Republican Senator Marco Rubio of Florida, a possible presidential contender in 2016, says individual states should take the lead on closing the income gap.

“Washington is too bureaucratic and too resistant to change, and its ‘one size fits all’ approach is just not conducive to solving a problem as diverse and complex as this one," he said.

With Republicans opposed, Obama will have to work around Congress, says expert Thomas Mann.

“He is going to have to rely much more on the authority he has as president using executive regulatory approaches and administrative initiatives and other kind of public-private ventures that don’t require legislation," said Mann.

The president will travel to the Vatican in late March to meet with Pope Francis, and the White House says fighting poverty and income inequality will be on the agenda.

You May Like

US Investors Eye IPO for China's Alibaba

E-commerce giant handled 80 percent of China's online business last year, logging more Internet transactions than US-based Amazon.com and eBay combined More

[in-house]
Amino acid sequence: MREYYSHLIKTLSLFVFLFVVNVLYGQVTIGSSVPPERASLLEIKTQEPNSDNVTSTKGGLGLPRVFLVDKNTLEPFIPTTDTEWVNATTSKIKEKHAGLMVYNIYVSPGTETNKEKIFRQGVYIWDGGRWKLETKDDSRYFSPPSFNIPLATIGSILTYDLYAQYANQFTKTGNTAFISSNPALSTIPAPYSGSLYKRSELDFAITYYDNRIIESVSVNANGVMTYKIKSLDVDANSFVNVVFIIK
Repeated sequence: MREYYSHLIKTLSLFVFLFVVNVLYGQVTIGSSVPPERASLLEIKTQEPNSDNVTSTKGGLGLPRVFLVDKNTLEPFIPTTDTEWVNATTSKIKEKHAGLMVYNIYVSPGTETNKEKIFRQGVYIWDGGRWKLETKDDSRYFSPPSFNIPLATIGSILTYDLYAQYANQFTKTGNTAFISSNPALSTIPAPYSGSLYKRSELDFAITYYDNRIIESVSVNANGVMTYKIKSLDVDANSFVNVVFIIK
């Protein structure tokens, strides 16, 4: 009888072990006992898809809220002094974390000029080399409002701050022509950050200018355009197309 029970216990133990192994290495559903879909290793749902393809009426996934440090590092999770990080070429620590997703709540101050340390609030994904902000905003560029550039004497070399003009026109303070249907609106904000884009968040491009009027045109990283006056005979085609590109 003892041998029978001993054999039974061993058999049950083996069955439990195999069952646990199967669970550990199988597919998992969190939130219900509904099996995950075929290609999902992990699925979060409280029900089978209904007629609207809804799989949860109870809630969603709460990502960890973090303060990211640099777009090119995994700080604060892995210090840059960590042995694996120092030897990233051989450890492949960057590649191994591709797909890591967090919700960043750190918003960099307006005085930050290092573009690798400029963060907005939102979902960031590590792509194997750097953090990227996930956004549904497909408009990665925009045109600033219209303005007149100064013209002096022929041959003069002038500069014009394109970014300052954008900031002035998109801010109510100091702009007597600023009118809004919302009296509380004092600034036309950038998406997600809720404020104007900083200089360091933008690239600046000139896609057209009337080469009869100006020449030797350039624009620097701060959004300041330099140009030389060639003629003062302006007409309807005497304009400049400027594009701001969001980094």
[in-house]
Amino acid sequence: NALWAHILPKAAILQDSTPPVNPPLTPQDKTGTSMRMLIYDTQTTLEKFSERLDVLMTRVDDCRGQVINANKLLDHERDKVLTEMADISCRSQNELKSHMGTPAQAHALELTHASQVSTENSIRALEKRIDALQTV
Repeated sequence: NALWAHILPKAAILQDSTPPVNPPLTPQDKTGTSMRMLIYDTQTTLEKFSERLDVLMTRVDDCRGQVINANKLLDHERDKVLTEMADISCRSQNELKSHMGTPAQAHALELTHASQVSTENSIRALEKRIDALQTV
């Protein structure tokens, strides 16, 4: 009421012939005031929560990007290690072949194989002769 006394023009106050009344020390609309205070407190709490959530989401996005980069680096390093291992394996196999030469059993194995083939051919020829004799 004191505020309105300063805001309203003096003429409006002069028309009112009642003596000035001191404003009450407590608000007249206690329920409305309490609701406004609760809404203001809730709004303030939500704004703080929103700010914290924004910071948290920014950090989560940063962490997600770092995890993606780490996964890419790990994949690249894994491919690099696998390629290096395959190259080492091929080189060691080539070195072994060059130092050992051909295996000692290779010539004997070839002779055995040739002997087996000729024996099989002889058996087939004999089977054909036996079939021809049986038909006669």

Video Uneasy Calm Settles Over Israel, Gaza Strip

As cease-fire begins, Palestinians celebrate in streets; Israelis remain wary More

Video Chinese Doctors Use 3-D Spinal Implant

In treatment of a 12-year-old boy Chinese doctors used a 3-D printer and special software to create an exact replica of vertebra More

Featured Videos

Your JavaScript is turned off or you have an old version of Adobe's Flash Player. Get the latest Flash player.
Chinese Doctors Use 3-D Spinal Implanti
X
August 27, 2014 4:53 PM
A Chinese boy suffering from a debilitating bone disease has become the first patient with a part of his spine created in a three-dimensional printer. Doctors say he will soon regain normal mobility. VOA’s George Putic reports.
Video

Video Chinese Doctors Use 3-D Spinal Implant

A Chinese boy suffering from a debilitating bone disease has become the first patient with a part of his spine created in a three-dimensional printer. Doctors say he will soon regain normal mobility. VOA’s George Putic reports.
Video

Video Uneasy Calm Settles Over Israel, Gaza Strip

Israel and the Gaza Strip have been calm since a cease-fire set in Tuesday evening, ending seven weeks of hostilities. Hamas, which controls Gaza, declared victory. Israelis were more wart. VOA’s Scott Bobb reports from Jerusalem.
Video

Video India’s Leprosy Battle Stymied by Continuing Stigma